Doug Gillespie is a senior research fellow working on methods for detecting and classifying the vocalisations of marine mammals. After completing a degree in physics with electronics at the University of Bath, he spent 18 months working with the International Fund for Animal Welfare developing systems to acoustically track sperm whales from small sailing research vessels. He then returned to university to complete a PhD in particle physics at the University of Liverpool and took a job building detectors for fundamental particles at CERN before deciding that the sea is a much better place to hang out than tunnels under Switzerland and France.
Back in the 1980’s available computers were not powerful enough to process acoustic data in real time. However, with the increased power available since the mid 90’s, it is now possible to develop software that will detect and classify sounds in real time on affordable PC’s. Douglas has been at the forefront of development of PC based sound analysis software, starting with the “RainbowClick” sperm whale detection software in 1995 and more recently with the open source PAMGuard software which is used worldwide for the detection, classification and localisation of marine mammal sounds.
As computers become ever more powerful, we have been able to develop more sophisticated detectors for more and more species, increasing the range of frequencies we can work at and the number of channels of data that can be processed. Now that we no longer hunger for more processing power, the trend in affordable computing has been for smaller and lower power devices. Indeed, most of us carry a mobile phone containing a processor that is more than capable of carrying out serious amounts of real-time data processing. Much of my current research therefore involves the development of detection systems that can run on low power devices mounted on moored buoys and autonomous vehicles such as submarine gliders. As well as the challenge of making useful detections on a limited power budget, we are also addressing the problem of how to interpret this type of data: for instance, if I hear 10,000 echolocation clicks from my glider, how many animals are there?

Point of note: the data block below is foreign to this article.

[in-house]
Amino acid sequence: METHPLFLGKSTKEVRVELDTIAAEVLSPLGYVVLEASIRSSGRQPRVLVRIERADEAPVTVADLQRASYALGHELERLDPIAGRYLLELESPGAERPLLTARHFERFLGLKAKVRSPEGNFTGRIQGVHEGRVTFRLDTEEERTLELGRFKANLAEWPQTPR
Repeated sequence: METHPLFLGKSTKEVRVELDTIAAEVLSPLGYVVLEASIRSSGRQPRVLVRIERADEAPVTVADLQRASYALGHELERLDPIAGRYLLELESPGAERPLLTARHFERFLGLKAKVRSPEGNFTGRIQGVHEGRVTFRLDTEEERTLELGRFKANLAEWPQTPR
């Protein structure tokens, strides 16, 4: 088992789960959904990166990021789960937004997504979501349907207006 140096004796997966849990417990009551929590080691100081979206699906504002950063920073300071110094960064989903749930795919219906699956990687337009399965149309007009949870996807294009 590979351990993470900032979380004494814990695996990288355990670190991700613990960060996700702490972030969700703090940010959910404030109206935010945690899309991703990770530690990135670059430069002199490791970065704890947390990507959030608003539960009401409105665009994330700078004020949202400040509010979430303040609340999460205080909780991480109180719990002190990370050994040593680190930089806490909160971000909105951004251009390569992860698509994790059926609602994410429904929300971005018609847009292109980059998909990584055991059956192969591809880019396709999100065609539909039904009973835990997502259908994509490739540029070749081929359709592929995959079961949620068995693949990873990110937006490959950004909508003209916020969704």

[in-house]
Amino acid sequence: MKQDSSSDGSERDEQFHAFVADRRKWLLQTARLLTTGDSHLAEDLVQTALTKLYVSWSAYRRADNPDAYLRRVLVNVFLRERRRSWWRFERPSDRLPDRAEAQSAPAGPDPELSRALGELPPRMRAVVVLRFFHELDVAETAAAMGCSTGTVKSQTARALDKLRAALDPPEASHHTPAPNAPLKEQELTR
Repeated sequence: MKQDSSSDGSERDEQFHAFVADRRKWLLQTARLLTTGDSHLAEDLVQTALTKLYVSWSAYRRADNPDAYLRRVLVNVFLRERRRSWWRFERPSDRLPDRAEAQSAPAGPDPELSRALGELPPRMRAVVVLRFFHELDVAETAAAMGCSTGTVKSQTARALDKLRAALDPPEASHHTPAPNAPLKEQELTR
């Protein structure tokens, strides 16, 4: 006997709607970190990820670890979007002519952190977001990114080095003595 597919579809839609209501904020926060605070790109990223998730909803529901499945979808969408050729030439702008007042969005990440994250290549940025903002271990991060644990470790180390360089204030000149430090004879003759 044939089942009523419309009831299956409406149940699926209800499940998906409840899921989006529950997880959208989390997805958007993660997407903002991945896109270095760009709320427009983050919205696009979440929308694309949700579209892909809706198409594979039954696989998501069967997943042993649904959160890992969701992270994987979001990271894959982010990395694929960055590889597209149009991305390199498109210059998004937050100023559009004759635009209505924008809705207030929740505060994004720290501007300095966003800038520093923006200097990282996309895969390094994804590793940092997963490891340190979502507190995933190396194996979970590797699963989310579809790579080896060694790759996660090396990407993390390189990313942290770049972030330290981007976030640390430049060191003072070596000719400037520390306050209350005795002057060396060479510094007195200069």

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For more information and details on Douglas’s publications see his page on the University of St Andrews research portal.